Here’s my problem with this type of thinking – you can do this type of calculation with anything you want.
Do you drive to work? It’s not uncommon for people to drive 6 miles or more to work. If we assume you drive 12 miles round-trip at the current IRS rate of 57.5 cents per mile. you’re spending $6.90 per day to drive to work. Do that five days per week and that’s $34.50 per week you spend to drive to work. That’s way more than the cost of a new phone! You better start walking to work or hop on the bus, because if you don’t, you’ll never retire!
In reality, you can do this type of thinking with anything. Are you sure you couldn’t cut your grocery bill down $42 per month Do you spend $42 per month hanging out with friends? Buying anything for anybody? Traveling? Having fun?
That’s my problem with this type of formulation. I can point to any particular thing you buy and make a compound interest calculation over 30 years and tell you how much money you are wasting.
It’s Not An Either-Or Proposition.
The point is, we all make choices about what we value and what we want to buy. If you value a new phone and can afford it, by all means, go buy it! If you value something else, by all means, go buy that!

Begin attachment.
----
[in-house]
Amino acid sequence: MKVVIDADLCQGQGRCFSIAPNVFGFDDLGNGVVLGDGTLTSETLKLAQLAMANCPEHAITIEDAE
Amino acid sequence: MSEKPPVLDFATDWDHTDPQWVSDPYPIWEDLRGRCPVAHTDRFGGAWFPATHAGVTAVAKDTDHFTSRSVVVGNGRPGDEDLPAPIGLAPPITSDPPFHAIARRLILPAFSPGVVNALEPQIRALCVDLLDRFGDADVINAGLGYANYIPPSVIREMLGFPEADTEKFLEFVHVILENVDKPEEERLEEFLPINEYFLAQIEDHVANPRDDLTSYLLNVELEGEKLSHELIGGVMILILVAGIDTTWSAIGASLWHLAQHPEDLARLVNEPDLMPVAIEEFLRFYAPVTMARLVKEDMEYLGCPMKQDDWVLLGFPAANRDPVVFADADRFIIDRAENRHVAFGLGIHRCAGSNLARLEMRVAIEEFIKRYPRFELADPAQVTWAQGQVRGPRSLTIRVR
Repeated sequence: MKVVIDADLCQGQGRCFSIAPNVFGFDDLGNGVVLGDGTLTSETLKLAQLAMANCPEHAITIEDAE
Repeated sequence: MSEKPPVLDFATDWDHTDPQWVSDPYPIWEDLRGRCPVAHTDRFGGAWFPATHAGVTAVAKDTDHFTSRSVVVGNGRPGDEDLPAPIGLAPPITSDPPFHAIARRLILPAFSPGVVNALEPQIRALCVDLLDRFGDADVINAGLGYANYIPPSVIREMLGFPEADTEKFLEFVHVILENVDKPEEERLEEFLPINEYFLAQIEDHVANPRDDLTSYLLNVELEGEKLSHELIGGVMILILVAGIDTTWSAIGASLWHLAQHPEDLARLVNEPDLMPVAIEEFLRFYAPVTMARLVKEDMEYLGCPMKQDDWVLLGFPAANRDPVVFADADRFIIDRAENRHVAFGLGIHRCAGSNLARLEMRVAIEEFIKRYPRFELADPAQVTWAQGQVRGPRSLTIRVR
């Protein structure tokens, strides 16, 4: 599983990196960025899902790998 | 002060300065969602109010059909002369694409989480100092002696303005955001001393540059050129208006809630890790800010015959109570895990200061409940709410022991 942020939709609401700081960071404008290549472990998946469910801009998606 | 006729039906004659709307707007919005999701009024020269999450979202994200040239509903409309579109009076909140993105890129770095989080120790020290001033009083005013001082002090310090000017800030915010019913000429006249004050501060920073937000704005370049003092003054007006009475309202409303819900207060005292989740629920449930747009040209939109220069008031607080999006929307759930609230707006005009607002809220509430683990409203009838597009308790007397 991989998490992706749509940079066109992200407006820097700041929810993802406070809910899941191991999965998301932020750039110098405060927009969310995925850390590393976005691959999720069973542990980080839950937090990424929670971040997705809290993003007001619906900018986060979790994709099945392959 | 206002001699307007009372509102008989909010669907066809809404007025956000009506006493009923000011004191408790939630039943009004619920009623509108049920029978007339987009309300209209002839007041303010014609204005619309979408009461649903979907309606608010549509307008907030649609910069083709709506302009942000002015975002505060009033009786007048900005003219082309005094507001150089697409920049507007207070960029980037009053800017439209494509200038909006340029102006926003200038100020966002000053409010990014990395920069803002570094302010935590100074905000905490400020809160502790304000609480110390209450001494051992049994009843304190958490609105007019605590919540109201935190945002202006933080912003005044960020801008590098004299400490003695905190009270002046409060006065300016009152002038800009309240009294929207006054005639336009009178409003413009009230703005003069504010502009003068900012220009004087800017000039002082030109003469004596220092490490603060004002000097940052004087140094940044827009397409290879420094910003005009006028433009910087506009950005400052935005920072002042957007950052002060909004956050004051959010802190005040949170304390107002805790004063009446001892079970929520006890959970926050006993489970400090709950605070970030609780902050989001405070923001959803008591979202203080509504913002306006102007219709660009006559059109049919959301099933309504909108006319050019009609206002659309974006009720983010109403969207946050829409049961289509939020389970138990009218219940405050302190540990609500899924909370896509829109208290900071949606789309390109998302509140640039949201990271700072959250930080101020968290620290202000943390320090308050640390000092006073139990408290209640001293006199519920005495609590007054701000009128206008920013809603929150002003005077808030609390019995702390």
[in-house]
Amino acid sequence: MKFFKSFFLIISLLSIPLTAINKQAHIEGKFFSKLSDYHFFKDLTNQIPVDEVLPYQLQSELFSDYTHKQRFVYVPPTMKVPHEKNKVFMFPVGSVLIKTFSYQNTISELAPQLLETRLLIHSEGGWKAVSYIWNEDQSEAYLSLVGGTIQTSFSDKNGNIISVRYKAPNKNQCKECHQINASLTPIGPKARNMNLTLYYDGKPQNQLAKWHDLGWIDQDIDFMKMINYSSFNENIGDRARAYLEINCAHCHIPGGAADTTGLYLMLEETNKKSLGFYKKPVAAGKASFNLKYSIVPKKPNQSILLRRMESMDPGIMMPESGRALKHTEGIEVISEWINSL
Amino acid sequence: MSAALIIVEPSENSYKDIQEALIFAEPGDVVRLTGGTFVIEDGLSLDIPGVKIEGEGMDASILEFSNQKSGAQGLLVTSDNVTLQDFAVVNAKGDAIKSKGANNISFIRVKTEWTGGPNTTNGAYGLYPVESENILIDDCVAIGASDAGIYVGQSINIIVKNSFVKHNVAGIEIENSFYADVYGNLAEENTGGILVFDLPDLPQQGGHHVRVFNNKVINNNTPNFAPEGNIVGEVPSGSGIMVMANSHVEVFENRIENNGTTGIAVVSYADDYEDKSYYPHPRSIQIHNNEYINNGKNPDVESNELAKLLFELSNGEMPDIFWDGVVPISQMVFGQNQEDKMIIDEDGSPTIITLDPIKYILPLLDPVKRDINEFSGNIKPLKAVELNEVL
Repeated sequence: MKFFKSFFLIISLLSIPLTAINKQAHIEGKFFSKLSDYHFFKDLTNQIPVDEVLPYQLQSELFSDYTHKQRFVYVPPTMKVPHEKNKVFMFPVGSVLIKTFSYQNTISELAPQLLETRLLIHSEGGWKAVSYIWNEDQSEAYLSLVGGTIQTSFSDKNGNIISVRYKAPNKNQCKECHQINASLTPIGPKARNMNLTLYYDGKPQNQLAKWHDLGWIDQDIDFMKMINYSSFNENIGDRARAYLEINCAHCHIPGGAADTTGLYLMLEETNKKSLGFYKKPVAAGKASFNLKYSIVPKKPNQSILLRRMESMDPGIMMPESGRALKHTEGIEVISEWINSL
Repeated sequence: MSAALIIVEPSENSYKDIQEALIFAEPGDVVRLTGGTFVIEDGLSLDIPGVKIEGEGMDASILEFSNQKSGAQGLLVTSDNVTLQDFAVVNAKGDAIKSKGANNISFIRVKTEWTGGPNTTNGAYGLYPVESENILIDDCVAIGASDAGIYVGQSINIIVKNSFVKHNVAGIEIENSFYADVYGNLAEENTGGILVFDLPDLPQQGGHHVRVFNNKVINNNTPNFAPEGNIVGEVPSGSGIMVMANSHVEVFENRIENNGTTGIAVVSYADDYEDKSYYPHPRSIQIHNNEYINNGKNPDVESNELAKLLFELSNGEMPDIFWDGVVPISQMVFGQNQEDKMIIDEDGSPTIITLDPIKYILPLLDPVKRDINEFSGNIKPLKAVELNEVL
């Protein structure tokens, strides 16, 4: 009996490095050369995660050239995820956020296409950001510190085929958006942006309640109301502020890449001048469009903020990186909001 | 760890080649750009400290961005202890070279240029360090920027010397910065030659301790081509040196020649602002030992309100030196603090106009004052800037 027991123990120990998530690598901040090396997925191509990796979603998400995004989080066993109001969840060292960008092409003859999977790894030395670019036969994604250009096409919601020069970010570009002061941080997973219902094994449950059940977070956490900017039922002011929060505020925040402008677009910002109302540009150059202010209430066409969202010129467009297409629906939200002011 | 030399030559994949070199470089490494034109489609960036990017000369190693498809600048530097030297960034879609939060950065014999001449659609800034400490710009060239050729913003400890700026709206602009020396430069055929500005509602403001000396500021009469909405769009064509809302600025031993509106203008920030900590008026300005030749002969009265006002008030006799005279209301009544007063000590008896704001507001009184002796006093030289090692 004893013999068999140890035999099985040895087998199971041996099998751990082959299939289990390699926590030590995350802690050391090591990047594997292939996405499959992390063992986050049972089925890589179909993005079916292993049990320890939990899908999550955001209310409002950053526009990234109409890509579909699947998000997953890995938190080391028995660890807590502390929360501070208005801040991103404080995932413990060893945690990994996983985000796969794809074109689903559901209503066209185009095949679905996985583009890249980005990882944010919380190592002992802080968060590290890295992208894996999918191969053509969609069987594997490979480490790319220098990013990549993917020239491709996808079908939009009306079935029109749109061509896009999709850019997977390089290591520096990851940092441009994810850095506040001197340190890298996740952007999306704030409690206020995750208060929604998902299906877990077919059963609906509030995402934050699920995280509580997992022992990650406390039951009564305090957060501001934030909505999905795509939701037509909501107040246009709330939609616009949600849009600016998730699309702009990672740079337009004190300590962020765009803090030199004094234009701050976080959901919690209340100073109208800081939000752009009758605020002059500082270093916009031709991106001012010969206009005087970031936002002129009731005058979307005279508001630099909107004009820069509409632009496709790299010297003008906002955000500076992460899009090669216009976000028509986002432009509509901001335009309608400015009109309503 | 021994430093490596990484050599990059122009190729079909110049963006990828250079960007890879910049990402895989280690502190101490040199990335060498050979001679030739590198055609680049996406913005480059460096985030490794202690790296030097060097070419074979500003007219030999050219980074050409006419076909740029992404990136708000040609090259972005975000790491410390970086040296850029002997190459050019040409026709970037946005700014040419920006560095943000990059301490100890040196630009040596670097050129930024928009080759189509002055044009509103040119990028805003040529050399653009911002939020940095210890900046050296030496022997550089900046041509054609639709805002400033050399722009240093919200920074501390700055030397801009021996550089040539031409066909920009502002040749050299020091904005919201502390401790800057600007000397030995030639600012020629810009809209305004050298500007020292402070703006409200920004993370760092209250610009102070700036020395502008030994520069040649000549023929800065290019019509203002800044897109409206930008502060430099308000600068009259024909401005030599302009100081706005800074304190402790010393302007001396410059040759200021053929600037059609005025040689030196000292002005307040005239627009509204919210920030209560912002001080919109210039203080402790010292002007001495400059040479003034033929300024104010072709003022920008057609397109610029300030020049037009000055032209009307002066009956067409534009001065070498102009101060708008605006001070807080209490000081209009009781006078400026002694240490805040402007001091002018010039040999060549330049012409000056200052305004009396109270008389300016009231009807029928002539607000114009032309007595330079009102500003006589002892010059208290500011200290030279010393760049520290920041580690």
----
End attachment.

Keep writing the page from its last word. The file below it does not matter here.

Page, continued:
It’s not a choice between financial independence and toiling forever at work. You can strive for financial independence, but still buy things you care about. There’s a concept called the “false dilemma”, in which something is presented as an either-or choice when in reality, there are multiple choices. (You can read a summary of the False Dilemma Fallacy on Wikipedia here).
I think the same is true here. Like the famous latte factor, we personal finance people like to pick one thing, say how dumb it is to buy it, and then point to that as a reason why people can’t reach their financial goals. But it’s not an either-or proposition. You can buy a latte every single day or buy the latest phone every two years, and still also save money and reach your financial goals.
This is true even if you’re making a normal amount of money. Let’s say you’re making around $40,000 per year, which I’d argue is pretty low for a regular, college-educated person. That $500 per year for a new phone represents just 1.5% of your income. Most people who are college-educated and advancing in their careers are going to be making more than that, so more than likely, that $500 per year is going to be even less than 1% of your income.
Can you really not spare 1% of your income to buy that phone, if you really want it and find value in it? You don’t have $42 to spare per month? If you plan it out in advance, I guarantee you that you can afford it, if that’s something you really want.